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Louisiana receives bad grade on March of Dimes report card

Pregnant
Posted at 7:09 PM, Nov 18, 2021

March of Dimes released their annual report card — and Louisiana didn't do too well.

The state received an 'F' grade, the worst grade a state can get from the non-profit. Those with March of Dimes, however, told KATC it's actually an improvement from previous years.

"From a national perspective, the United States is currently at a 'C' right, that's not great either," Renee Antoine, State Director of Maternal and Infant Health with March of Dimes. "So there's some states that have As and Bs, and some states that are unfortunately on the lower end of that scale — and Louisiana is one of those states that are on the lower end of that scale."

The state sits at a 12.9 percent preterm birth rate as per the report card, a decrease from 13.1 percent in 2019. The non-profit, partnering with LDH, reports several parishes with the highest preterm birth rates, and Lafayette is one of them at 11.7 percent.

"Prematurity actually follows you through life with several developmental delays cognitive delays et cetera," Antoine said. "So really, having a reduction in preterm birth for 2021 is actually shining a light on the great work we are doing in Louisiana."

Those with the Louisiana Department of Health agree, and they said many of these cases are found in people of color, with Black women in Louisiana having a preterm birth rate 55 percent higher than the rate among all other women.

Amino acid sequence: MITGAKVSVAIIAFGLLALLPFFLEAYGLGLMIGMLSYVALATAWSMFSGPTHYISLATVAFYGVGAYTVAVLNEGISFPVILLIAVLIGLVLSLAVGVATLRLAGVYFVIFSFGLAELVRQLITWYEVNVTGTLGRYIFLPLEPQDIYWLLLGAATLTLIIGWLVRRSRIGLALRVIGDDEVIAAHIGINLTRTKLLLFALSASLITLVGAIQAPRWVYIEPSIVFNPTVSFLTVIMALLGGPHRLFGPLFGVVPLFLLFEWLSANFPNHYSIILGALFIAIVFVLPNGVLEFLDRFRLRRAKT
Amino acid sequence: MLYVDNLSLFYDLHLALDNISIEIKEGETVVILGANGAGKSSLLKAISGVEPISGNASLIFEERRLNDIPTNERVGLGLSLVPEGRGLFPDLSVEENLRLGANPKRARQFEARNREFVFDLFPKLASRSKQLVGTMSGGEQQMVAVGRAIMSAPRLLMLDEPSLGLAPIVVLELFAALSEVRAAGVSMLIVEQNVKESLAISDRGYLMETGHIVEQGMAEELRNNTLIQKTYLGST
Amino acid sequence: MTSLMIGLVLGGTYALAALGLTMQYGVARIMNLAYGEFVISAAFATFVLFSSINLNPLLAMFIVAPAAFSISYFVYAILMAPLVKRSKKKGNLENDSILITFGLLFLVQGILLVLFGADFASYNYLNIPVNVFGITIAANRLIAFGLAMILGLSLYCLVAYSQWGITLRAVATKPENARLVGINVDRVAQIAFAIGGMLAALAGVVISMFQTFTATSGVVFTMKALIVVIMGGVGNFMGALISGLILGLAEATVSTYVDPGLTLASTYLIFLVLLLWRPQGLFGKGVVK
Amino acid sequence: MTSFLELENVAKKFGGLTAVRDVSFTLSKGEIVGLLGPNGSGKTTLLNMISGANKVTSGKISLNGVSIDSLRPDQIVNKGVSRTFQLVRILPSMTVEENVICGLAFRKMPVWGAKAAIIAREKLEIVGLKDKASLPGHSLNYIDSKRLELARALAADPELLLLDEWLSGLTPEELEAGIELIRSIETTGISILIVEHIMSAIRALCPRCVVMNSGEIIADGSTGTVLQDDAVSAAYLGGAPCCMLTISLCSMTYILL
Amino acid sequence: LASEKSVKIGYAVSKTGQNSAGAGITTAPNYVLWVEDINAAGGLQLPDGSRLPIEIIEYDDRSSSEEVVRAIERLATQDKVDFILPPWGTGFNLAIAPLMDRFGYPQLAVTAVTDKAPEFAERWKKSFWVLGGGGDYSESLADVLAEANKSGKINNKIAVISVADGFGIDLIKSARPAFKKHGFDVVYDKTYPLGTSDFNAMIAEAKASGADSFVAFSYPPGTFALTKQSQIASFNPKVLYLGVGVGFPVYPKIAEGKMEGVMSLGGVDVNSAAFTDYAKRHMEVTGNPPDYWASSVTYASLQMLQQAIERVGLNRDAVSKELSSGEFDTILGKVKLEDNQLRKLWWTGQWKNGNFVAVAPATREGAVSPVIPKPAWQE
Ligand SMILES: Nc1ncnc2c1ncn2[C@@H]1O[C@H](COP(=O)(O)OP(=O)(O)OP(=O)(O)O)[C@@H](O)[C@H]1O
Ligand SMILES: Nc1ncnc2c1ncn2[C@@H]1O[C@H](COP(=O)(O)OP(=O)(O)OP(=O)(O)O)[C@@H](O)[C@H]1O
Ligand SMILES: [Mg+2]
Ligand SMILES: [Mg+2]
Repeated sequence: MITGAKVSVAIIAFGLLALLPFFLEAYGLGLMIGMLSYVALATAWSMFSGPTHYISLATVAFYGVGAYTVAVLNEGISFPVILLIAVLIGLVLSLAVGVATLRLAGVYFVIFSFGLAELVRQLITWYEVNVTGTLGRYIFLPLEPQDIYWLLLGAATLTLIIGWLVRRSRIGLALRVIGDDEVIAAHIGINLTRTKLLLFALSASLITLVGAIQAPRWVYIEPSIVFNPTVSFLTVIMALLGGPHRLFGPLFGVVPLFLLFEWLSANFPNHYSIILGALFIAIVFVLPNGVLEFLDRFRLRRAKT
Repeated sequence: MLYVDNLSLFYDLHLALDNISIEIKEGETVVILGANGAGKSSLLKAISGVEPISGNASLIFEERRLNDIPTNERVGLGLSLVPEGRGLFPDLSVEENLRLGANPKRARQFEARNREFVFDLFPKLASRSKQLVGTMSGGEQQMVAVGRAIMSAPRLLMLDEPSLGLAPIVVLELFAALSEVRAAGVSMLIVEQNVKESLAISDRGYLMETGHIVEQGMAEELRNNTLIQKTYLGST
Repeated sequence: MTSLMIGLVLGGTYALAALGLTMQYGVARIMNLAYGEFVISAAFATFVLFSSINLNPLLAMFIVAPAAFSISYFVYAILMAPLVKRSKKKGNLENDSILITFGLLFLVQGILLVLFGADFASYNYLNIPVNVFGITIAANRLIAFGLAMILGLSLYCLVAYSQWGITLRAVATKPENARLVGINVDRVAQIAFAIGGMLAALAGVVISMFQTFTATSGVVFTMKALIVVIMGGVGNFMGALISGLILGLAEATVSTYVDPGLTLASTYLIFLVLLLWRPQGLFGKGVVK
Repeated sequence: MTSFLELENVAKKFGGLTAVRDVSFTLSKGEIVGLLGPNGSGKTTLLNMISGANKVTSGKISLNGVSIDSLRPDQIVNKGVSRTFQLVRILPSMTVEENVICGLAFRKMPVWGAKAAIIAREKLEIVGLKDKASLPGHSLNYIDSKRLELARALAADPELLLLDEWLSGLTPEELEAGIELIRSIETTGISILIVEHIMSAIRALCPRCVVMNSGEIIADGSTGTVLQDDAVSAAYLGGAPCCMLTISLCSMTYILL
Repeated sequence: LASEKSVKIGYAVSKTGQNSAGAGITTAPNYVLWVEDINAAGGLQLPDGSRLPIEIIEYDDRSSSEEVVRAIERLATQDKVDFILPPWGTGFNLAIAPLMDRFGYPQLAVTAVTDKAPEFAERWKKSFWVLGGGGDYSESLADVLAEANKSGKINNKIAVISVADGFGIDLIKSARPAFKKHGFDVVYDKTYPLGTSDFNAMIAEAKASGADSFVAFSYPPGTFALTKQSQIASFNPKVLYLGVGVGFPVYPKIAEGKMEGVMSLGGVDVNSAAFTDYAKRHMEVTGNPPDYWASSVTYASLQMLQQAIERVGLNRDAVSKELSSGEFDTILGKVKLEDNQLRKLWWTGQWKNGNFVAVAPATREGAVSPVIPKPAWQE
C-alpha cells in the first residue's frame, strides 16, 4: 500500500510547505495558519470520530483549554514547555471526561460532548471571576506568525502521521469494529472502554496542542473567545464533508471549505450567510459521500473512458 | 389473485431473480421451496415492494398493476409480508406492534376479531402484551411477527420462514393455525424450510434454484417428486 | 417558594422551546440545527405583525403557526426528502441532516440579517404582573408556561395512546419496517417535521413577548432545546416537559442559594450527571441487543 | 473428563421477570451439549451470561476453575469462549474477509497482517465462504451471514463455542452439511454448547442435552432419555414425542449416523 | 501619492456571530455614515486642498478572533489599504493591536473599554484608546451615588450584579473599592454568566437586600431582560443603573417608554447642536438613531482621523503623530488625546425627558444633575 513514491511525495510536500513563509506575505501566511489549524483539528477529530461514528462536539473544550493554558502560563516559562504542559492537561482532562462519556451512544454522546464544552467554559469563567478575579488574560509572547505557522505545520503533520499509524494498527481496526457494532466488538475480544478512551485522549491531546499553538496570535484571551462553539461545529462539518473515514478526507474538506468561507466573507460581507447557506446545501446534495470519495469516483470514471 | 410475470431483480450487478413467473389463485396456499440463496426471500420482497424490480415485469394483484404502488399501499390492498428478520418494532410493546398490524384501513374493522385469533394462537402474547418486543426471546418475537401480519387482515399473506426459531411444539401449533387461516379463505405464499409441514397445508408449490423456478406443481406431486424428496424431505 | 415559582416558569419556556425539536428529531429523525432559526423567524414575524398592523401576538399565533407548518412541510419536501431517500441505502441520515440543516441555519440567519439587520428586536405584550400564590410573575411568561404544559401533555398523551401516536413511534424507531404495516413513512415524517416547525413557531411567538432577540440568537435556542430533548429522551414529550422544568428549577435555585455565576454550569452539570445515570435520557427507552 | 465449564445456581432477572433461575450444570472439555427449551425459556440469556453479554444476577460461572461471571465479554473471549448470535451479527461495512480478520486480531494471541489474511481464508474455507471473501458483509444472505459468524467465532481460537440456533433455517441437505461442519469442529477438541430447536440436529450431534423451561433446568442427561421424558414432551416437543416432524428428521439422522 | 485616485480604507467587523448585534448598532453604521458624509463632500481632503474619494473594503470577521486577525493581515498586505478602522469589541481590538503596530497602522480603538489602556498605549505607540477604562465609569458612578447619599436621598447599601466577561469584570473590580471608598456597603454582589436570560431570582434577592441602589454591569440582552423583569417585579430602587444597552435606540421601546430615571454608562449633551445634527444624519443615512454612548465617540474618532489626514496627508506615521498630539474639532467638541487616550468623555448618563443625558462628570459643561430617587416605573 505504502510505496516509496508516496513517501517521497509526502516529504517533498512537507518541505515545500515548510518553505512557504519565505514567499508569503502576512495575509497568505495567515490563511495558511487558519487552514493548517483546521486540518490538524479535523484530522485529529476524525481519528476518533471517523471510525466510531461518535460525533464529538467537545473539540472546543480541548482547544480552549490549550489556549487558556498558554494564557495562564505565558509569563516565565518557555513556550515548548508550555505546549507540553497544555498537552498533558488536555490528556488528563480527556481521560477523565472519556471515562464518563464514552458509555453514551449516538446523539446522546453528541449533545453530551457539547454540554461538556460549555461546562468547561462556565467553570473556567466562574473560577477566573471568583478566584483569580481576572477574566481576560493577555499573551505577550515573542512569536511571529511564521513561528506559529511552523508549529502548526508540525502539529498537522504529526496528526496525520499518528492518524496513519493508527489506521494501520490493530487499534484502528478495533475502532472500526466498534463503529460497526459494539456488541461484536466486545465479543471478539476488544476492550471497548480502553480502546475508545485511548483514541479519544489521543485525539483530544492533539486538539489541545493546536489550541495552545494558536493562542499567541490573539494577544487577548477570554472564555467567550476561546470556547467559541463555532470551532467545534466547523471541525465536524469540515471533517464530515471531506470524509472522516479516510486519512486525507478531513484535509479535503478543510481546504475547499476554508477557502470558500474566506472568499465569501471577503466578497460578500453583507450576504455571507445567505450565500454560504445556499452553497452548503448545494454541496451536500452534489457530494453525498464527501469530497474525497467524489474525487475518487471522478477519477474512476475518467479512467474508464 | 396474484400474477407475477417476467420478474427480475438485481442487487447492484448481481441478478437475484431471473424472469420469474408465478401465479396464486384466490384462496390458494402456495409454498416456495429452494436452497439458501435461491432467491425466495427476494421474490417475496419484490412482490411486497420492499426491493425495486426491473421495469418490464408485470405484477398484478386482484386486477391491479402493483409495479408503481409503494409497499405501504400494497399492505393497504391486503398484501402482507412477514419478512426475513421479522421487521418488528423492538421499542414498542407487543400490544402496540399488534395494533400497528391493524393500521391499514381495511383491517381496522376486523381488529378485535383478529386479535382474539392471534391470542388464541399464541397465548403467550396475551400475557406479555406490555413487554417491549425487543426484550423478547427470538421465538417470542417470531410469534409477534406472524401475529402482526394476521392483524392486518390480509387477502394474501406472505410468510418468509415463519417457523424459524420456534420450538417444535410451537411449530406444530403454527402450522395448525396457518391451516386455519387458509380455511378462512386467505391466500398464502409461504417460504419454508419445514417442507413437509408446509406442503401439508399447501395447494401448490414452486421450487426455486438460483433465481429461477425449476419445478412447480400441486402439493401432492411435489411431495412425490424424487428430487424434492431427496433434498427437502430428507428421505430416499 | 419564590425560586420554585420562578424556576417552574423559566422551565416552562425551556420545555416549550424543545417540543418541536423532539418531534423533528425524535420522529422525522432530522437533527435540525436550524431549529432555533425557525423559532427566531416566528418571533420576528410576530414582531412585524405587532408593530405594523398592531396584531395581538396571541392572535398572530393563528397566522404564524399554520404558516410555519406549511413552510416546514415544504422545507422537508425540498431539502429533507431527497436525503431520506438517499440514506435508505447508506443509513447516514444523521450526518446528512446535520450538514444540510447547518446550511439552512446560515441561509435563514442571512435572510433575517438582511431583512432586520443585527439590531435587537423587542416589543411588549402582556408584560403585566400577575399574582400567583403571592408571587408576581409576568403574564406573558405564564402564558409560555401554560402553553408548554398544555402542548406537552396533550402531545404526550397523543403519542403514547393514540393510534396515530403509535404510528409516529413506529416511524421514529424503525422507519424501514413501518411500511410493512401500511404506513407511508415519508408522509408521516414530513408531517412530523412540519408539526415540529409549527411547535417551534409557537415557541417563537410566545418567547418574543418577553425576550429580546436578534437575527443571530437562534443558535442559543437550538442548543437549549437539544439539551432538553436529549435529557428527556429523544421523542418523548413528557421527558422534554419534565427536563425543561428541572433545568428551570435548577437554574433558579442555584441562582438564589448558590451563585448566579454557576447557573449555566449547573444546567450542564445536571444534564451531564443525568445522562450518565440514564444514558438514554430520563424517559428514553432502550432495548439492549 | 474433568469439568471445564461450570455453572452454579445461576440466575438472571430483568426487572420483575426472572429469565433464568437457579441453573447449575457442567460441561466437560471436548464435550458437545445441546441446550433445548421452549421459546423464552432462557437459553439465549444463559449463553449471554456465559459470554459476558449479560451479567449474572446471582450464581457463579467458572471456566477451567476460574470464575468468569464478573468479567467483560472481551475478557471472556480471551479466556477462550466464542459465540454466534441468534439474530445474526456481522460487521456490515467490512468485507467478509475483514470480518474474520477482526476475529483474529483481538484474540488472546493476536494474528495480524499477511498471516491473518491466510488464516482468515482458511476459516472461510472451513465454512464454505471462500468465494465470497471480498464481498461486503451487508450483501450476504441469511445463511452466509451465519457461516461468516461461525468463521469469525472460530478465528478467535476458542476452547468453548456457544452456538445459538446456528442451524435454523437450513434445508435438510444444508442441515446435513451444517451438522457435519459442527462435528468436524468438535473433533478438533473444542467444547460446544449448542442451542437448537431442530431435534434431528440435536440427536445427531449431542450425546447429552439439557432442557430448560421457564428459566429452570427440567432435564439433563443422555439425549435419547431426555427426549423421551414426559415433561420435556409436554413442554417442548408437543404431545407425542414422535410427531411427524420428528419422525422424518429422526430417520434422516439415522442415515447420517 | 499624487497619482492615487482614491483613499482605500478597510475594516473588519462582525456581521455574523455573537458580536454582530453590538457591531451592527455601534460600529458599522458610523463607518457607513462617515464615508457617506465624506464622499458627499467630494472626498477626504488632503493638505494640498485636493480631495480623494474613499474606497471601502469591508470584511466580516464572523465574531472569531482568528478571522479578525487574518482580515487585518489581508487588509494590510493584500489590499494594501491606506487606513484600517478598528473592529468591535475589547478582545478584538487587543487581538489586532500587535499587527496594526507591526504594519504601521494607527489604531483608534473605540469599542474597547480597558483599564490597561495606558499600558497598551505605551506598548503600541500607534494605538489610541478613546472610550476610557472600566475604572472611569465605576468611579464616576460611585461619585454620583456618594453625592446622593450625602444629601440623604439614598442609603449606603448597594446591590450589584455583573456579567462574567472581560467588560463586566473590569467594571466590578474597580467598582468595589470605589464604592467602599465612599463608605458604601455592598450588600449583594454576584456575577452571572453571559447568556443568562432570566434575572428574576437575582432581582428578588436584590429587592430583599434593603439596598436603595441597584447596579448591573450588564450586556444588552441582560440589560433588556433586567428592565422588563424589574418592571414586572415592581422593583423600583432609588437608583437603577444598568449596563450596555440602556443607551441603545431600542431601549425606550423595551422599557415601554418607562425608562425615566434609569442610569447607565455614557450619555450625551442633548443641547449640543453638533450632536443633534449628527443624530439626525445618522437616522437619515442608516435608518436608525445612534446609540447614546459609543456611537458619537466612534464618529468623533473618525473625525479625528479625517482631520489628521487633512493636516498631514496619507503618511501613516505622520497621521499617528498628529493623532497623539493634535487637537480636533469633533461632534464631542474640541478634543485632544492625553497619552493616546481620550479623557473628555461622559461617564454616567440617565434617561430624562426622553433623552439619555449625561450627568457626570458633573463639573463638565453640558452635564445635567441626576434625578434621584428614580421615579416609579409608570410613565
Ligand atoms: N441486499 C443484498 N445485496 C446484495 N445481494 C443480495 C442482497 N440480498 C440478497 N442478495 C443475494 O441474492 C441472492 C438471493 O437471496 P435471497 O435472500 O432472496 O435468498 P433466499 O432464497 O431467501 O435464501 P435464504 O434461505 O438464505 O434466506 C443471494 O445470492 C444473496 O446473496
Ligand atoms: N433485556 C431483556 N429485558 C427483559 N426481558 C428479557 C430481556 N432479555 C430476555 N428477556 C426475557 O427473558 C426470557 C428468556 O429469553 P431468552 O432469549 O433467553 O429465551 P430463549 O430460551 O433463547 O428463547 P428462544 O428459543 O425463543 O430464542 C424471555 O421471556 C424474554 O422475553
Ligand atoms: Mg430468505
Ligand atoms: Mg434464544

Dr. Veronica Gillispie-Bell, Medical Director of Louisiana Prenatal Quality Collaborative, told KATC this is eye-opening and all the more reason to recognize inherent bias and social determinants of health, like race and socioeconomic status.

"I am very hopeful and inspired because there are conversations that we are having now that we weren't having two, three, four, five years ago," Gillispie-Bell said. "So I do believe that we are moving in a direction to understand how the social determinants of health play into these outcomes and being able to address them."

Gillispie-Bell noted that these factors are not something that can solely be addressed on the medical front, but also through policymakers and those in the community.

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